Focus: How Might Digital Nomadism Become a Viable Future of Work?
Role: Creator, researcher
Recognition: Written about in Forbes, Nomad List, Outside Magazine, The Wall Street Journal, and more.
2015 – present
I started this study on the implications of the rising ‘digital nomads’ working class because I think this is a really relevant question for students and adults as the landscape of work changes, and as the expectations of very long-term positions change. There is much more uncertainty and flexibility in the workforce, especially in tech, and this makes this both ‘a thing’ (as in a growing choice) and an interesting area to understand better because not much is known about the implications of that choice.
The nomad movement is too young to know whether there are long term implications of this career choice. That is, we (my research assistant, Daria Evdokimova and I) don’t know what would happen if after a while some people would want to reintegrate into the corporate world, and whether it’s going to be challenging for them. We don’t know whether this lifestyle choice is financially sustainable long-term and what the implications are for retirement, social life, and long-term family plans. The study is on a very specific thing, which is how people are managing to make this choice work for them financially. In our earlier field work (described below), people were very vague on this, and if this is to become a viable work path for others, we need to be able to give them an idea of what to expect financially, or at least what to expect in terms of risk.
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As part of the project, we want to take the opportunity to help people share tips and best practices for financial management of the digital nomad lifestyle, because we recognize that many of them have not had the opportunity to learn from one another. So we are offering to share this with participants.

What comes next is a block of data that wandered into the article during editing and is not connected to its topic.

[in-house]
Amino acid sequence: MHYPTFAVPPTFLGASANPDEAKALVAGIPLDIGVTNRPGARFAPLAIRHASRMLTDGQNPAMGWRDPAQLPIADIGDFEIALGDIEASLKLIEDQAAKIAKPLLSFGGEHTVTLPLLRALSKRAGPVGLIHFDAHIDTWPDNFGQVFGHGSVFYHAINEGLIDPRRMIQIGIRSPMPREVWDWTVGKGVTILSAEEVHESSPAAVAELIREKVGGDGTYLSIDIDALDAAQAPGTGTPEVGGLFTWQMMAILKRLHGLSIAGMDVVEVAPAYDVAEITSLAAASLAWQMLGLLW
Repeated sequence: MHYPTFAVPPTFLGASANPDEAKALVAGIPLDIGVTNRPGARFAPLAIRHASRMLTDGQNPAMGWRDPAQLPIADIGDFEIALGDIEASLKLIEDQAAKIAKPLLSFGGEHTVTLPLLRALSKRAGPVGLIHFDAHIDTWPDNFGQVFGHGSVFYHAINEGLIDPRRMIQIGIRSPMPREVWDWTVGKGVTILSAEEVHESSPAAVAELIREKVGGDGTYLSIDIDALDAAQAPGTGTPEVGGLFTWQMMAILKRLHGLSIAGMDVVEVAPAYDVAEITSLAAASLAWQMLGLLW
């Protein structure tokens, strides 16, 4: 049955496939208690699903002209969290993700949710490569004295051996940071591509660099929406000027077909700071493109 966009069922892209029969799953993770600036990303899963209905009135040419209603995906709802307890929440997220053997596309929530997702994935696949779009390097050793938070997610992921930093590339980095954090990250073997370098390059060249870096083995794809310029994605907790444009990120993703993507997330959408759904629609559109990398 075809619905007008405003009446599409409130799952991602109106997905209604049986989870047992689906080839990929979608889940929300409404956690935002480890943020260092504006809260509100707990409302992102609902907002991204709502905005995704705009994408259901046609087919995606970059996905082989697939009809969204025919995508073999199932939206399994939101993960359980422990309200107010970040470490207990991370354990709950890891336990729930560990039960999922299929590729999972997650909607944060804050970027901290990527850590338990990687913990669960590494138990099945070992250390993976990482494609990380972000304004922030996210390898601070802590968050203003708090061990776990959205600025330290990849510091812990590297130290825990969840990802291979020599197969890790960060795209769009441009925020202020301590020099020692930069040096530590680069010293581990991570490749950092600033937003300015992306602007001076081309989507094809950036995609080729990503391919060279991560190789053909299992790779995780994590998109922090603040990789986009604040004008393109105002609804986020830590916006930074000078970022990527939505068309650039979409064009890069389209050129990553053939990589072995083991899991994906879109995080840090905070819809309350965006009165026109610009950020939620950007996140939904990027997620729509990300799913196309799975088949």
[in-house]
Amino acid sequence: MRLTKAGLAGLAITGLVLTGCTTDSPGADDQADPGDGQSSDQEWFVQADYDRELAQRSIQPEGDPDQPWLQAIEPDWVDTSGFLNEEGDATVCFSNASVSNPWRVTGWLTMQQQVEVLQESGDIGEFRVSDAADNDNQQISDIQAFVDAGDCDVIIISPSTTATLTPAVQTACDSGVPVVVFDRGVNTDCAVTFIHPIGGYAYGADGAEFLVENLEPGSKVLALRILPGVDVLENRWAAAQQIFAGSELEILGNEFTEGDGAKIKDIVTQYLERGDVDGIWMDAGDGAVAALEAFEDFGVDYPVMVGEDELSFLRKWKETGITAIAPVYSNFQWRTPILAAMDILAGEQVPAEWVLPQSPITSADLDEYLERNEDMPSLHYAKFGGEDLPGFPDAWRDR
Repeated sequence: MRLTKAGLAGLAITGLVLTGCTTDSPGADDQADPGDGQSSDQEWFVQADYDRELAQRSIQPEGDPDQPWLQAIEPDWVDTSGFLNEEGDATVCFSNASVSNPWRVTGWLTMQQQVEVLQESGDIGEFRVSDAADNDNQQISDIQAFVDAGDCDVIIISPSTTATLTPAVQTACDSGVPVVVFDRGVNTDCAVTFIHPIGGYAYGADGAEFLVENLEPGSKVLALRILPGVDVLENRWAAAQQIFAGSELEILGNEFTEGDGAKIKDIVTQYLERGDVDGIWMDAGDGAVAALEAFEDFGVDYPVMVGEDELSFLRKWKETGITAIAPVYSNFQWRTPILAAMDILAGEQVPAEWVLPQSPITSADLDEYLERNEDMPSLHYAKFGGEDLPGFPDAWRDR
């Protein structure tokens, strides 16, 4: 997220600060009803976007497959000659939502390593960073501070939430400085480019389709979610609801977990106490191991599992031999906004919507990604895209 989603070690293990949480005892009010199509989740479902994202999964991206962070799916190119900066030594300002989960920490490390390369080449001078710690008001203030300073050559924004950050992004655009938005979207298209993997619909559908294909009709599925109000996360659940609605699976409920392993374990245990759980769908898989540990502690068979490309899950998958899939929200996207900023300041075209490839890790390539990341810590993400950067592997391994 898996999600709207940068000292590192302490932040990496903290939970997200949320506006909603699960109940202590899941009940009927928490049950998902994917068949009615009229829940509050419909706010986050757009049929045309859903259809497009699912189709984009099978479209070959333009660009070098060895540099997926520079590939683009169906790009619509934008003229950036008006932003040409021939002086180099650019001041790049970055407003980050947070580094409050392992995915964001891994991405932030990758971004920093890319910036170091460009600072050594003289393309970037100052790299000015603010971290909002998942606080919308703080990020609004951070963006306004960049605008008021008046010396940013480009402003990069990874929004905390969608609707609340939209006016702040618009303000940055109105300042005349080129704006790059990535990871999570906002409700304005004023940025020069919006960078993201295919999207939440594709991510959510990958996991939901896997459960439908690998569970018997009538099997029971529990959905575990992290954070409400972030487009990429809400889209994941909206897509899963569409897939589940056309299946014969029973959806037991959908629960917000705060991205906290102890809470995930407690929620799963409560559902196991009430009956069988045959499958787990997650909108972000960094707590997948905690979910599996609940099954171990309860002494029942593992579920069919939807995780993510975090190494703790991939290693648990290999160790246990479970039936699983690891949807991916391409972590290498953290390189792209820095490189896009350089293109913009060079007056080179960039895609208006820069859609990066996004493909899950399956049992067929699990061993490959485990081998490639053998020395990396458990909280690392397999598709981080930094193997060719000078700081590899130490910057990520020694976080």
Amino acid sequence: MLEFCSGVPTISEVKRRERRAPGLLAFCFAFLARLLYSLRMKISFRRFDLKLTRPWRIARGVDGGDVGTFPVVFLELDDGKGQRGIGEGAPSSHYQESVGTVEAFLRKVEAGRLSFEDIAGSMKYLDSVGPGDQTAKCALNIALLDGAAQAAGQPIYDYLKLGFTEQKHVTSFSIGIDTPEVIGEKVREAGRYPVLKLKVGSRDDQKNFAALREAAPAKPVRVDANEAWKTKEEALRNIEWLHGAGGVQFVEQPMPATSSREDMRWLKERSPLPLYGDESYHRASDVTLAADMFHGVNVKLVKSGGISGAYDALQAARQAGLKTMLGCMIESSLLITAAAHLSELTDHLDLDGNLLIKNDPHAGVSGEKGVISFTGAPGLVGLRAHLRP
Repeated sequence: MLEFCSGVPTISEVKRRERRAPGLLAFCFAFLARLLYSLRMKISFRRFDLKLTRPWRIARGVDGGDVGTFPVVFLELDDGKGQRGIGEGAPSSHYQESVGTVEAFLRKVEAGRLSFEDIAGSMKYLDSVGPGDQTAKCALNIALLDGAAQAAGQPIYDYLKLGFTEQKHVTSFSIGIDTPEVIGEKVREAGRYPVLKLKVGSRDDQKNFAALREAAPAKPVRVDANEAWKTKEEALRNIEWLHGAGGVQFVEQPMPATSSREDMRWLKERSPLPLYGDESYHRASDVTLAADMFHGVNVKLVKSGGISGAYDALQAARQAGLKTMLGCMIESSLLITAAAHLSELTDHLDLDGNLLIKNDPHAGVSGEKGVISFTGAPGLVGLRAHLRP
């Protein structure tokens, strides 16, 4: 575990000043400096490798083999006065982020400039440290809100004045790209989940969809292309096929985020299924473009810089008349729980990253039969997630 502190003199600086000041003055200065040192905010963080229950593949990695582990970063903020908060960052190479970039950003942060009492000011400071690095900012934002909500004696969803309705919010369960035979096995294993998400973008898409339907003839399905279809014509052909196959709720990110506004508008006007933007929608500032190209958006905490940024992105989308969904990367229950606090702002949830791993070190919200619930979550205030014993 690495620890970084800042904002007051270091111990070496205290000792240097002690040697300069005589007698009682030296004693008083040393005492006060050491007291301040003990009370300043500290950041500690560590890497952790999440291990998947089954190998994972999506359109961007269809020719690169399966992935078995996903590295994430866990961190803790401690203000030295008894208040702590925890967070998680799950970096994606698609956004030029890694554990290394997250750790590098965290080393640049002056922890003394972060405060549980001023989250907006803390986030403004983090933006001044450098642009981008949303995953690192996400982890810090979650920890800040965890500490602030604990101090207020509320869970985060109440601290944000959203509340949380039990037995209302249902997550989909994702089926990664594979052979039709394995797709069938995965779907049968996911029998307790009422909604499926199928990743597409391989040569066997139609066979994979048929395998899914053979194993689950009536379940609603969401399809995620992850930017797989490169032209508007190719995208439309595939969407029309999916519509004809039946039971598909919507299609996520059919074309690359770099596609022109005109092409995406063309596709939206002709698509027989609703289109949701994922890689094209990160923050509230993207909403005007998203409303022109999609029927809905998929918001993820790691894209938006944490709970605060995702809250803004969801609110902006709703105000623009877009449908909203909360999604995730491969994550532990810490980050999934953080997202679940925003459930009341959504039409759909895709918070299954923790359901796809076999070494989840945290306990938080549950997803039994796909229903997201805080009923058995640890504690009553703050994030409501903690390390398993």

Read more about the project.
This project emerged from background fieldwork on the topic globally, followed by a winter term immersion course I created for Harvard that focused on an unusually prolific and growing brick and mortar and digital nomad startup community in Ubud. We immersed ourselves in this community, using human-centered design methods to explore the area’s sustainable living practices, and community- and sustainability-driven startups from various angles. Students explored and develop their own point of view on what we can learn from this growing phenomenon – about startups, digital nomads, sustainable communities, and working at the top of one’s field from anywhere in the world. They explored which ventures, organizational structures, networks and technologies are context dependent, which are not, and why?